2. Companies with multi-channel sales can use an ERP WMS to integrate inventory management across these channels, linking it directly to sales, marketing, and financial processes.

Supply Chain Module-Based Warehouse Management System

A supply chain module-based warehouse management systems refers to a WMS module within a broader supply chain management (SCM) system. SCMs are comprehensive software systems that manage the flow of goods, information, and finances as they move throughout the entire supply chain, starting with suppliers and ending with the final consumer. A WMS within a SCM system is likely to emphasize the broader supply chain perspective, enabling a connection of WMS to broader supply chain data and systems from vendors, customers, and manufacturing sites.

Benefits of an ERP Module-Based Warehouse Management System:

  1. Holistic supply chain view: the WMS connects the DC with the broader supply chain, ensuring that warehousing activities coordinate with other supply chain functions like transportation and procurement. Features such as enhanced demand forecasting and supplier integration help to better manage inventory, reduce stockouts, and collaborate with suppliers on replenishment strategies and inbound logistics.
  • Seamless integration with SCM functions: the WMS integrates with the broader SCM system. Data flows smoothly between the WMS and other SCM modules, such as Transportation Management Systems (TMS) or Supplier Relationship (SRM) systems. These integrations can lead to more efficient logistics and reduced lead times.

Trade-Offs of an Supply Chain-Based Warehouse Management System

  1. Limited feature set for complex operations: compared to a standalone system, an ERP module-based WMS lacks the more advanced and specialized features tailored to DC operations, such as advanced inventory control and labor management tools. This may present an issue if you have a complex operation or a need for specialized features. 

Is a supply chain-based WMS right for my business?

Businesses that would benefit from a SCM integrated WMS typically have complex supply chains or operate in environments where warehousing is linked with other supply chain activities. Here are some types of businesses that might find an SCM-integrated WMS especially beneficial:

  1. Businesses that require tight integration between warehousing, transportation, and inventory management to maintain quality, safety, and inventory turn requirements. Examples include high fashion retail with seasonal demand and quick inventory turnover, as well as pharmaceuticals and food with perishable products requiring cold chain storage.
  2. Automotive manufacturers and suppliers who have complex supply chains with just-in-time requirements. Integrating warehousing with the broader supply chain ensures timely parts availability and streamlined production.

Choosing Between Cloud-Based or On-Premises

In the previous sections, we have outlined three main types of WMS. After choosing the right WMS type for your business, you will have the choice whether to install an on-premises or cloud-based WMS application. A cloud-based WMS is loaded on offsite servers at a data center, typically a managed service maintained by an external provider, whereas an on-premises WMS is loaded to servers at your DC and managed by in-house IT resources. It is important to consider the benefits of each type of application when making a choice.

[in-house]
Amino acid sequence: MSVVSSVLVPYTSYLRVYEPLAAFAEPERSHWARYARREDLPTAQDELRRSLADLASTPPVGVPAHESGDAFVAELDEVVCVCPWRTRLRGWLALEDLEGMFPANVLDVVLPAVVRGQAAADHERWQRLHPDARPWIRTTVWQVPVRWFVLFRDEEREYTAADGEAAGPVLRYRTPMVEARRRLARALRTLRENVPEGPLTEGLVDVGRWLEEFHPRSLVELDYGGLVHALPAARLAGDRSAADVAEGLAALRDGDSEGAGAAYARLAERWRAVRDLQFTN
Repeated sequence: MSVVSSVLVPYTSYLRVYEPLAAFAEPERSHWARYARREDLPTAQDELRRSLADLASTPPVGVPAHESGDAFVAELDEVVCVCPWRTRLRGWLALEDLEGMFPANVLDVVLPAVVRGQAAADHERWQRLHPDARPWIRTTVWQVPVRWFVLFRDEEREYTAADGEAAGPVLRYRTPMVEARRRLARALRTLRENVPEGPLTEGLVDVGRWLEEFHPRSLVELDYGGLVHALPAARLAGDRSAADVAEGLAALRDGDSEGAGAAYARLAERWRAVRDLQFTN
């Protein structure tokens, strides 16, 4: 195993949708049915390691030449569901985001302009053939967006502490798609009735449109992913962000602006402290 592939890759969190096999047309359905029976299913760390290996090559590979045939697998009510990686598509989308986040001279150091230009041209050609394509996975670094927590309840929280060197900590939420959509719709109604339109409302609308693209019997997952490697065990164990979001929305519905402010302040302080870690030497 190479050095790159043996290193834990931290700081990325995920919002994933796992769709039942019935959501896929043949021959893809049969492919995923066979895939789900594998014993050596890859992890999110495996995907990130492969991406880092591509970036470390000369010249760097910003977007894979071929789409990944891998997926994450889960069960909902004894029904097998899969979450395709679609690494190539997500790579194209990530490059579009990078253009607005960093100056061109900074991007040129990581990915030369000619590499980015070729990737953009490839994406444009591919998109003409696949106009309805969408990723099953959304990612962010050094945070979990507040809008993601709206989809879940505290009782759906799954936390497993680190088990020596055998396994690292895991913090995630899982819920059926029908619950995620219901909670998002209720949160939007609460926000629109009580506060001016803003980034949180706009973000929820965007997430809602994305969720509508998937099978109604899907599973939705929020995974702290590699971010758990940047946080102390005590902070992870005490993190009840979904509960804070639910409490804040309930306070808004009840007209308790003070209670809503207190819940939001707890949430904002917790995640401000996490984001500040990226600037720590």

Benefits of a cloud-based warehouse management system:

  1. Accessibility and scalability: cloud-based WMS are likely more accessible offsite and from mobile devices since cloud-based applications are accessible from anywhere with an internet connection. Since WMS servers are located and managed offsite, it is easier to scale system capability without having to purchase and install additional onsite IT equipment.
  2. Reduced upfront costs: there is less of a need for significant capital expenditure on hardware, software licenses, or IT infrastructure. Instead, many cloud-based WMS solutions operate on a subscription model.
  3. Remote management: a cloud-based system often comes with a reduced IT burden for your business. The responsibility for maintenance, updates, backups, and troubleshooting is primarily on the service provider. This reduces the need for a large in-house IT team and can lead to cost savings.

Benefits of an on-premises warehouse management system:

  • Regulatory and compliance considerations: some industries or regions have strict regulations about data storage and handling. An on-premises WMS option may align better to regulatory policies and regulations.
  • Does not require internet connection: an on-premises application will continue to support the operation, even in the event of disruptions or slowdowns in internet service.


There are several types of warehouse management systems available to you, ranging from highly specialized systems to systems that will integrate smoothly with existing enterprise systems to connect DC activities with the broader business or supply chain. In choosing the right WMS for your business, it is important to assess key factors such as company size, industry, budget, and future growth. Maveneer has a team of experts available to help you with WMS selection, implementation, and optimization. Please reach out to Maveneer for personalized guidance and WMS solutions tailored to your unique business needs.